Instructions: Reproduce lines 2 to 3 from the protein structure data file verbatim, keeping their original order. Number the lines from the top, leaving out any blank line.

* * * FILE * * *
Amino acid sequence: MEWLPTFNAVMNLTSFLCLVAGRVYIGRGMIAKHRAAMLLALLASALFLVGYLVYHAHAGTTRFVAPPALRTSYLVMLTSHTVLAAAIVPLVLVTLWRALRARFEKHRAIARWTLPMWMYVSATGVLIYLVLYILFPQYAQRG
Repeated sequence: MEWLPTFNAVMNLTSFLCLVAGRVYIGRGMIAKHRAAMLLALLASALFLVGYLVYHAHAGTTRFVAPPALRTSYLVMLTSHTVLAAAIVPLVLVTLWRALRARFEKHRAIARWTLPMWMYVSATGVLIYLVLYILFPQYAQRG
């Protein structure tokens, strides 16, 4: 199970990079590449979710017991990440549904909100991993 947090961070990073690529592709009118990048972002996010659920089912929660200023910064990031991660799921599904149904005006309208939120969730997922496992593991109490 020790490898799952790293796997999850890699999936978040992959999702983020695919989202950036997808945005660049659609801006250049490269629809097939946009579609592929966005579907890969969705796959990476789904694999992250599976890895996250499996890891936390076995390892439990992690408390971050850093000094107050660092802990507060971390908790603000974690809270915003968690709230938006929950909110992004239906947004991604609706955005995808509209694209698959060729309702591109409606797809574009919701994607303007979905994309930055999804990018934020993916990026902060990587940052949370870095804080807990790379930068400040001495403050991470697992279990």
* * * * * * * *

Repeated sequence: MEWLPTFNAVMNLTSFLCLVAGRVYIGRGMIAKHRAAMLLALLASALFLVGYLVYHAHAGTTRFVAPPALRTSYLVMLTSHTVLAAAIVPLVLVTLWRALRARFEKHRAIARWTLPMWMYVSATGVLIYLVLYILFPQYAQRG
């Protein structure tokens, strides 16, 4: 199970990079590449979710017991990440549904909100991993 947090961070990073690529592709009118990048972002996010659920089912929660200023910064990031991660799921599904149904005006309208939120969730997922496992593991109490 020790490898799952790293796997999850890699999936978040992959999702983020695919989202950036997808945005660049659609801006250049490269629809097939946009579609592929966005579907890969969705796959990476789904694999992250599976890895996250499996890891936390076995390892439990992690408390971050850093000094107050660092802990507060971390908790603000974690809270915003968690709230938006929950909110992004239906947004991604609706955005995808509209694209698959060729309702591109409606797809574009919701994607303007979905994309930055999804990018934020993916990026902060990587940052949370870095804080807990790379930068400040001495403050991470697992279990």